Generative AI within the Teaching and Learning Context of McMaster University

As the previous chapter highlighted, the risks and challenges to post-secondary education created or energized by generative AI are significant and wide-reaching from how we assess student learning, to promoting academic integrity, to considering what we want students to learn and what their future will be after graduation. Taken together these challenges are significant, and required a full institutional response.

This chapter reviews how McMaster responded to this challenge, and what will come next as an institution.

Generative AI at McMaster University

While generative AI emerged as a transformative technology tool after McMaster’s Institutional Priorities and Strategic Framework (2021-2024) and McMaster’s Partnered in Teaching and Learning Strategy (2021-2026) were launched, the impact of generative AI nevertheless aligns with existing institutional strategic priorities and ongoing efforts to enhance teaching and learning.

In McMaster’s Institutional Priorities and Strategic Framework (2021-2024), for example, Teaching and Learning, one of five priorities listed, identifies the development of active and flexible learning spaces as one key objective. It notes that in “recognizing the ways that online and virtual classrooms have changed the teaching and learning environment for both our educators and our students, [McMaster must] use evidenced based research to make decisions about tools and platforms to optimize learning in the digital environment” (p. 10). While there is little peer reviewed literature yet available on generative AI in post-secondary teaching and learning, McMaster is staying abreast of such research, and even engaging in research of its own in an effort to develop and maintain guidelines and good practices with respect to the usage of generative AI at the institution.

Likewise, McMaster’s Partnered in Teaching and Learning Strategy (2021-2026) connects to generative AI via not one, but two of its four strategic pillars: 1) Fostering Inclusive Excellence and Scholarly Teaching strategy, via the themes Teaching as a Professional and Innovative Practice, and Assessment and Evaluation of Student Learning, and 2) Developing Active and Flexible Learning Spaces, via the Digital Learning theme.

McMaster’s Task Force on Generative AI in Teaching and Learning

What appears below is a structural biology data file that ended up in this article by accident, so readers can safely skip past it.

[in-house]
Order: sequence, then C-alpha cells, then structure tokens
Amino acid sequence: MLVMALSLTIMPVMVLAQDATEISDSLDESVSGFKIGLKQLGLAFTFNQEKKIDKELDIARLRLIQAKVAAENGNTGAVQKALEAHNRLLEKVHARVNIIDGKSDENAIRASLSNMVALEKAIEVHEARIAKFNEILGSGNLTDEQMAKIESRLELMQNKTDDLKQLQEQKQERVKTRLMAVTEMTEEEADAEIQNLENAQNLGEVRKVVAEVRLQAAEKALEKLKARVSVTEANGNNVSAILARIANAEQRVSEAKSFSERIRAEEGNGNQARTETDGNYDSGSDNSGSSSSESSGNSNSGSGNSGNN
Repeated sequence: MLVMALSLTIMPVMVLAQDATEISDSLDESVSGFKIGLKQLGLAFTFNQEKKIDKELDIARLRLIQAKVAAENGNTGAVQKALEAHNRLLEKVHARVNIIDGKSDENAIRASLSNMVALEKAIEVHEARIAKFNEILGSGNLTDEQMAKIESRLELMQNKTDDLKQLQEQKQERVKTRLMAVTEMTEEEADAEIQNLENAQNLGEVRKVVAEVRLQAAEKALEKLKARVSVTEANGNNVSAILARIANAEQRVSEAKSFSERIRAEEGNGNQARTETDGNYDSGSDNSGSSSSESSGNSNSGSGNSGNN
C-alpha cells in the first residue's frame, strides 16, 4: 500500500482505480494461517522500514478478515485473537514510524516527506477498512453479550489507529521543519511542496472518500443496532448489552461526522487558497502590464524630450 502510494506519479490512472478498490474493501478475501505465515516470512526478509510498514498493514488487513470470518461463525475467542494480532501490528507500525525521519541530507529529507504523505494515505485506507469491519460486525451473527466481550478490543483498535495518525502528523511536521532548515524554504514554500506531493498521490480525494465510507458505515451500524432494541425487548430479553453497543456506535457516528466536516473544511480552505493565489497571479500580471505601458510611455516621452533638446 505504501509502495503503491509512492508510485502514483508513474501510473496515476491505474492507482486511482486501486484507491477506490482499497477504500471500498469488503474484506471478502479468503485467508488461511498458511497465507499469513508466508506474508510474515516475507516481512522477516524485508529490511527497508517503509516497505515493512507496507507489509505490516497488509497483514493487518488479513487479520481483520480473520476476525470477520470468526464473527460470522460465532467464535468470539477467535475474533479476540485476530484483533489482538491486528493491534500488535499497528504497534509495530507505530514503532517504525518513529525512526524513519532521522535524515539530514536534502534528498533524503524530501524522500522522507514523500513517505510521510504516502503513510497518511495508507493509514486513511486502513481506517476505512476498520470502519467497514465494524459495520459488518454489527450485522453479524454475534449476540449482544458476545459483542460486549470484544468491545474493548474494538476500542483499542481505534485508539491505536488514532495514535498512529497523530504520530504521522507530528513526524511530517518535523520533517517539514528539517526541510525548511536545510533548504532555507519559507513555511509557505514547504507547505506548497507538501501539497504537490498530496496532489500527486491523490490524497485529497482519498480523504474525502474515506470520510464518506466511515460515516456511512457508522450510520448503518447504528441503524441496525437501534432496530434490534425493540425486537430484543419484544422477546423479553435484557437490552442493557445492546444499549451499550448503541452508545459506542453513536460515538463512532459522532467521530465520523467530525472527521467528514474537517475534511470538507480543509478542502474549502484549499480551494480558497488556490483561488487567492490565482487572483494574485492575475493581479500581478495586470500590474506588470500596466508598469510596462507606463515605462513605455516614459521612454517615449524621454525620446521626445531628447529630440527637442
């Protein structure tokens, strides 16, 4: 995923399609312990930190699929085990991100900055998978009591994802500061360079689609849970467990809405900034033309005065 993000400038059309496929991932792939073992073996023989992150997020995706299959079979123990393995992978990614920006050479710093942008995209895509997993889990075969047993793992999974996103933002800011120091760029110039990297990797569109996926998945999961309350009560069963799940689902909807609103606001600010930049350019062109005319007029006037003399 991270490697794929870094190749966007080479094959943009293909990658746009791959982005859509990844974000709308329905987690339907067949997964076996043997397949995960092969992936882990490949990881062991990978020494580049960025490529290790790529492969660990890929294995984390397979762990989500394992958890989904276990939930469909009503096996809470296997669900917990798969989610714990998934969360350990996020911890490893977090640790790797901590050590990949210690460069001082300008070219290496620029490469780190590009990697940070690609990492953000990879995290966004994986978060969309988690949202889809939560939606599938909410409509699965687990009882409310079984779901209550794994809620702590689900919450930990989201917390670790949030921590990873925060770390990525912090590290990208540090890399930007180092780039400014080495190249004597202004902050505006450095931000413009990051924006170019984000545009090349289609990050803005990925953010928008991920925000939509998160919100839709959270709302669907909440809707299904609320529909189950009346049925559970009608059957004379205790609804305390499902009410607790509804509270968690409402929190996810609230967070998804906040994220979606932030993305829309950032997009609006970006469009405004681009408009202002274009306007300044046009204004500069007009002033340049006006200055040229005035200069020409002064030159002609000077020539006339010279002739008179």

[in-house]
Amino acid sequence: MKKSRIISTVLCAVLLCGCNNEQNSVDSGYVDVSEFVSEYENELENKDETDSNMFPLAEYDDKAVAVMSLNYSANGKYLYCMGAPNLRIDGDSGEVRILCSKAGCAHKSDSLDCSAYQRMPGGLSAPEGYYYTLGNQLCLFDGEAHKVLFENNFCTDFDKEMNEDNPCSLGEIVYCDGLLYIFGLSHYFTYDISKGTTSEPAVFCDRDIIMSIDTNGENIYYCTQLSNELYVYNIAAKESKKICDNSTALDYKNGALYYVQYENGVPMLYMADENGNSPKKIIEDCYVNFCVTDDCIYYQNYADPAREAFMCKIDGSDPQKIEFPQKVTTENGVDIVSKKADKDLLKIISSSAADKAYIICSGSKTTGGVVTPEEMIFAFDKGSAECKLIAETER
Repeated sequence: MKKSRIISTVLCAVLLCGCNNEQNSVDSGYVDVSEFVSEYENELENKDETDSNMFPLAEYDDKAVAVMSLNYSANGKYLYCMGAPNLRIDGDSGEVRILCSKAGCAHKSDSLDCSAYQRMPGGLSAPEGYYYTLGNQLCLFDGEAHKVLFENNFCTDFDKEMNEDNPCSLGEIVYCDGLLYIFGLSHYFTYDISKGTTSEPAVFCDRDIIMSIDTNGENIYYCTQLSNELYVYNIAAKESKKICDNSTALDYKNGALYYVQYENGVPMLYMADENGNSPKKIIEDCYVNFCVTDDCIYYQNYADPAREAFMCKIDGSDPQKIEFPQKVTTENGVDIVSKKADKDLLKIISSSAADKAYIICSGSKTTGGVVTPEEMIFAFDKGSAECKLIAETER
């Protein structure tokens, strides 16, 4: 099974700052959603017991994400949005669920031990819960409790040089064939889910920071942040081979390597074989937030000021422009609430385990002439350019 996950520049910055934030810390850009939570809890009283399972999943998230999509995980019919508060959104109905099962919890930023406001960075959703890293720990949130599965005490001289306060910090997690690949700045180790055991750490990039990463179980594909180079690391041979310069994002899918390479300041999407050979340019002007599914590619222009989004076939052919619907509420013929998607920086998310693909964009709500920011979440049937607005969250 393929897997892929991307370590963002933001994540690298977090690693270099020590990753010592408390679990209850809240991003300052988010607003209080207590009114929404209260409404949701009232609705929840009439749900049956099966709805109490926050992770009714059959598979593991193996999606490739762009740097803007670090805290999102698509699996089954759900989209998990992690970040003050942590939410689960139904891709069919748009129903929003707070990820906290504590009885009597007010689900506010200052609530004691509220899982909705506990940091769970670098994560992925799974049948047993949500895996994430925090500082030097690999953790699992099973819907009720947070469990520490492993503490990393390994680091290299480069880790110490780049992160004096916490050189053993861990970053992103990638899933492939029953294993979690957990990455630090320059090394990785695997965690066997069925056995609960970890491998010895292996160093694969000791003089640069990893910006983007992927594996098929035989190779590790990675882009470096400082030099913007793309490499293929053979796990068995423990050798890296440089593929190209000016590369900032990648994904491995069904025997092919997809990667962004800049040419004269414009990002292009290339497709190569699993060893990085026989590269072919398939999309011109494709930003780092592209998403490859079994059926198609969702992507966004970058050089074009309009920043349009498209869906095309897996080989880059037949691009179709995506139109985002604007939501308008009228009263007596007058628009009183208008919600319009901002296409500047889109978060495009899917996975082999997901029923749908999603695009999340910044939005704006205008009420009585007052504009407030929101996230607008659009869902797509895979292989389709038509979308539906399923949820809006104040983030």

Recognizing that the initiatives in these strategies alone could not respond quickly enough to the challenges presented by generative AI, on May 1, 2023, McMaster University struck a Task Force on Generative AI in Teaching and Learning to consider impacts posed by generative AI on teaching and learning at McMaster.

The Task Force was also to provide strategic guidance and actionable recommendations for educators planning for fall courses. Co-chaired by Kim Dej, Vice-Provost, Teaching and Learning, and Matheus Grasselli, Deputy Provost, the Task Force includes students, faculty, and staff from across the university. Recommendations made by the Task Force will be submitted to Susan Tighe, Provost and Vice-President (Academic) in the fall of 2023.

The following overarching principles have guided the work of the Task Force and will continue to be updated through conversations with the McMaster campus community.

  • Students want to learn, and instructors want to support their learning.
  • Participatory learning – learning which happens in relationships and community – continues to be a valuable and vital way for students to learn.
  • Assessments that require students to document the process of learning continue to be meaningful for student learning.
  • Generative AI poses risks, as well as opportunities. Individuals will have different reactions and different expectations for the technology.
  • Disciplinary differences and departmental cultures will vary around the use of generative AI.

On June 5 the Task Force released Provisional Guidelines: The Use of Generative Artificial Intelligence (AI) in Teaching and Learning at McMaster University (June, 2023) for McMaster students and educators. The guidelines are intended to offer a starting point for instructors to understand the potential uses of generative AI in their teaching and student learning and for developing courses for the fall term.

These guidelines will continue to be updated as the Task Force explores additional topics and as technology changes. Members of the Task Force invite feedback and suggestions on these guidelines through this form. It is expected these guidelines will be updated again in time for winter course preparation. Potential policy changes implied by these guidelines will be addressed by the relevant governance bodies.

Staff at the MacPherson Institute are available to consult with instructors regarding these guidelines; Instructors can email for support.


Appendix A: Citation and Reference Guidelines

Appendix B: Sample McMaster Syllabus Statements

Appendix C: Sample Rubrics

Appendix D: Honour Pledges

Forthcoming Guidelines and Resources


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Generative Artificial Intelligence in Teaching and Learning at McMaster University Copyright © 2023 by Paul R MacPherson Institute for Leadership, Innovation and Excellence in Teaching is licensed under a Creative Commons Attribution 4.0 International License, except where otherwise noted.

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